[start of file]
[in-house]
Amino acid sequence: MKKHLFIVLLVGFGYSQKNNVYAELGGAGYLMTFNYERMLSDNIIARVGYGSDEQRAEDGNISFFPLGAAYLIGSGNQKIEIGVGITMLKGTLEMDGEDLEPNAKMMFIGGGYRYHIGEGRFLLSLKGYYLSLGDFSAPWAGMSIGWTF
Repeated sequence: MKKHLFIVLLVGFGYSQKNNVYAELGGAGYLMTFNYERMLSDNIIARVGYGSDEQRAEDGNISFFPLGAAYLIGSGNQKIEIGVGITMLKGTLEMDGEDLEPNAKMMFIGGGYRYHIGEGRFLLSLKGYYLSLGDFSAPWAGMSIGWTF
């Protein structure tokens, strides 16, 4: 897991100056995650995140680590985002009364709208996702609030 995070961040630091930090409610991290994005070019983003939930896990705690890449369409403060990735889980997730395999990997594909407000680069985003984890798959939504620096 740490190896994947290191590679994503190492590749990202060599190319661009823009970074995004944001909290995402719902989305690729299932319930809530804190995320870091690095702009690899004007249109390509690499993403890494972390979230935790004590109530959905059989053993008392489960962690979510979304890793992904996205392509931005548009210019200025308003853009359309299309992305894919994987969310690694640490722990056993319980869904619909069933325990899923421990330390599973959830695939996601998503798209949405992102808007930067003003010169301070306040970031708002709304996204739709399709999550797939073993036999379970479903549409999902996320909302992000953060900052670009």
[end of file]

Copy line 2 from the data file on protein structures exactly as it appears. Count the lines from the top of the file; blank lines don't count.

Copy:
Amino acid sequence: MKKHLFIVLLVGFGYSQKNNVYAELGGAGYLMTFNYERMLSDNIIARVGYGSDEQRAEDGNISFFPLGAAYLIGSGNQKIEIGVGITMLKGTLEMDGEDLEPNAKMMFIGGGYRYHIGEGRFLLSLKGYYLSLGDFSAPWAGMSIGWTF